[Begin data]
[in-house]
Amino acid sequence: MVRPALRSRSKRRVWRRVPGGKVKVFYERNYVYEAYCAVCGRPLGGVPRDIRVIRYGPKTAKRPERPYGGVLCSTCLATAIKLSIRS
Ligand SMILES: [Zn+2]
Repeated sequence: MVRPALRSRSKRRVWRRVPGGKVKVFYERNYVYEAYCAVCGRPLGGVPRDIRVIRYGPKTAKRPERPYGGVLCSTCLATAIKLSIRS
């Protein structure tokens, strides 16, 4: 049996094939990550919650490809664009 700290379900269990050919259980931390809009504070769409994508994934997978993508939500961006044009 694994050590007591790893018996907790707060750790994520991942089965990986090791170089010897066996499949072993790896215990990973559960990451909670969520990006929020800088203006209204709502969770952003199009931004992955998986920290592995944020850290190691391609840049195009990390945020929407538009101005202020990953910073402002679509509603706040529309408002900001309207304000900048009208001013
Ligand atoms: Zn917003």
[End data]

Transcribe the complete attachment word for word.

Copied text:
[in-house]
Amino acid sequence: MVRPALRSRSKRRVWRRVPGGKVKVFYERNYVYEAYCAVCGRPLGGVPRDIRVIRYGPKTAKRPERPYGGVLCSTCLATAIKLSIRS
Ligand SMILES: [Zn+2]
Repeated sequence: MVRPALRSRSKRRVWRRVPGGKVKVFYERNYVYEAYCAVCGRPLGGVPRDIRVIRYGPKTAKRPERPYGGVLCSTCLATAIKLSIRS
């Protein structure tokens, strides 16, 4: 049996094939990550919650490809664009 700290379900269990050919259980931390809009504070769409994508994934997978993508939500961006044009 694994050590007591790893018996907790707060750790994520991942089965990986090791170089010897066996499949072993790896215990990973559960990451909670969520990006929020800088203006209204709502969770952003199009931004992955998986920290592995944020850290190691391609840049195009990390945020929407538009101005202020990953910073402002679509509603706040529309408002900001309207304000900048009208001013
Ligand atoms: Zn917003």